It was a great bike; plush suspension. Yeah, it was a pig off-road, and I dropped it once and was barely able to lift it up again. No damage.

I wore out the stock tires, and replaced them with Kendas. I was running them a few psi higher than recommended; trying to get better fuel economy; bad move. I crashed it on a twisty road through the woods and found myself tumbling through the trees at 40 mph.  I was wearing full gear, and escaped with my right leg broken in 3 places. I low-sided when I ran out of clearance and the tire let go all at once. Bike landed on my leg, my toe caught the pavement and twisted it 180° backwards. The next couple months were a hard time.

I gave up motorcycling for a year or two; bought a Miata with my wife's blessing. Missed riding. Got into scooters. Got bigger and bigger ones. Just sold the last one and am back on a bike now. I considered an adventure bike again, but I would REALLY have to look hard around here, or travel far, to find a place to ride offroad, even a gravel road.

Though about a V-Strom 650 ABS; rode one and loved it. Thought about a CBR500x, Versys....  In the end, I've bought my first sportbike, a softcore one, and am making it into a lightweight sport-tourer.

Back to the original topic. If I were to do it again, I'd probably get a CBR500x ABS or V-Strom 650 ABS.

I don't trust Kawasaki quality any more. I've had 3, and they all had one problem or another. The 01 Concours was buzzy, despite being a mature design by then. The '94 Ninja 250 was pretty good, but build quality was not quite there with the other Japanese brands I've tried. The gearbox especially was notchy. I figured I hadn't given Kawasaki a fair shake, since I had only ridden 20+ year old designs. So I went in with an open mind and got the new KLR, which I had ridden a rental of in the mountains of So Cal and liked. But it was an oil-burner, and Kawasaki was not really owning up to it.

The latest Consumer Reports article on which bikes are the most reliable had Kawasaki at 4th place; last of the Big 4 Japanese brands. (although it was a narrow margin: Yamaha was top at 11% failures, Honda/Suzuki were tied with 12% and Kawasaki was 14%) The worst, reliability-wise, were Can-Am, BMW, Triumph and Harley, with significantly more.
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« Reply #30 on: May 03, 2018, 12:50:58 pm »

The one I wanted and never bought, never even rode, was the BMW G650XCountry in yellow!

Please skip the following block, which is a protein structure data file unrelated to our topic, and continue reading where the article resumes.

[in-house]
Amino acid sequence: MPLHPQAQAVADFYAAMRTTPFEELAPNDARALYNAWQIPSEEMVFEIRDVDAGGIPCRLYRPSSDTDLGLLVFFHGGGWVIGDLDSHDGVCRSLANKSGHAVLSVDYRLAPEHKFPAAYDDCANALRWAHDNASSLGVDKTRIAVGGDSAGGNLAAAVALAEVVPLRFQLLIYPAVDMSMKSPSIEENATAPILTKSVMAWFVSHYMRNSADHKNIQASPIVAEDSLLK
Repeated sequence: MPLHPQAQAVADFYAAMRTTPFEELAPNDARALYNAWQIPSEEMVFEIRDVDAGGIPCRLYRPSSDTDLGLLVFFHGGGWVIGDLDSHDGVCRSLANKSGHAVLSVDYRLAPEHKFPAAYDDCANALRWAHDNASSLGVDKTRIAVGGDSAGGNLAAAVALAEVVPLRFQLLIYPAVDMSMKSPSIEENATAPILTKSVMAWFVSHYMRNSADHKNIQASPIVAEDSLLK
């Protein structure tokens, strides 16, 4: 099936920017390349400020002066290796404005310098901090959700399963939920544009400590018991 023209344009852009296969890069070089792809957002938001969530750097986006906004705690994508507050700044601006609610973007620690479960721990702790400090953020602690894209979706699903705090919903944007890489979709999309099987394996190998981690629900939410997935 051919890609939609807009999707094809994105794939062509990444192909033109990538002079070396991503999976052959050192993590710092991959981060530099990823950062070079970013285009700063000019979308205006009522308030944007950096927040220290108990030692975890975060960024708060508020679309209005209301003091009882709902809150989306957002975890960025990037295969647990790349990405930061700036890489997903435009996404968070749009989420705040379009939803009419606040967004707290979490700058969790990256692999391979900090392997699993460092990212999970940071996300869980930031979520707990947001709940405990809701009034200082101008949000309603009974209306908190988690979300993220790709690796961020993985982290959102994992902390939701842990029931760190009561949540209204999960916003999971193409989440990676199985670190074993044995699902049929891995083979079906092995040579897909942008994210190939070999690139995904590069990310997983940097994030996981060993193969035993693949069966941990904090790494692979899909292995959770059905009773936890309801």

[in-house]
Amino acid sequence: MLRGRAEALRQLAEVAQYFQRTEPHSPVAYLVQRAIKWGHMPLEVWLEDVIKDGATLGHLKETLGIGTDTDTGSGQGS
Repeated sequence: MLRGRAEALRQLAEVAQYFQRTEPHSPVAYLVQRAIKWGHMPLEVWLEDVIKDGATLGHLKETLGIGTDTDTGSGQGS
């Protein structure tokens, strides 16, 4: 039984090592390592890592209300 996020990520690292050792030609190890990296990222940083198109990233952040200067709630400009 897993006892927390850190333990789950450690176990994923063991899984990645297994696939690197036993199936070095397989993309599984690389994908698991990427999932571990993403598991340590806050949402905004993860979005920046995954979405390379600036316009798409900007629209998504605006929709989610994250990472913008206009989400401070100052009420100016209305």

I just couldn't afford one at the time as a second bike and they are rare now.
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« Reply #31 on: May 04, 2018, 07:37:07 am »

That BMW is a great looking bike.
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« Reply #32 on: May 04, 2018, 03:32:35 pm »


That BMW is a great looking bike.


Agreed. One of the few that appeals to me. IMO, only the S1000XR looks better.
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« Reply #33 on: May 04, 2018, 04:21:11 pm »

Some of the bikes shown here are not even true scramblers
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« Reply #34 on: May 04, 2018, 07:25:39 pm »

I don't consider any in the original poll to be scramblers. I count them as dual-sports.
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« Reply #35 on: May 04, 2018, 08:24:09 pm »


I don't consider any in the original poll to be scramblers. I count them as dual-sports.


 Thumbsup

If you want the real scrambler start with the Triumph Version in my opinion.
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« Reply #36 on: June 04, 2018, 11:21:49 pm »

I agree.  Headscratch Bigok
 The original Triumph Scrambler was big, but close, and was the best we had.  The new Scrambler has completely lost the plot. That leaves the Ducati Scrambler, and the Guzzi Stornello. The Desert Sled looks pretty good, but I'm a Guzzi guy, so I want a Stornello. According to owners it is surprisingly competent in the dirt. Probably a good as the Triumph...meanwhile the new Yamaha is a pig, and a joke, just like the Bolt.
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« Reply #37 on: June 04, 2018, 11:53:25 pm »

I don't consider any in the original poll to be scramblers. I count them as dual-sports.
In the 60s, "dual sport" was not a category. They had to settle for scramblers.

Nowadays, "scrambler" means a 60s-looking bike with a high power and knobbyish tires.

But you can bet that if they had the technology back then, they would have looked JUST like our modern dual sports.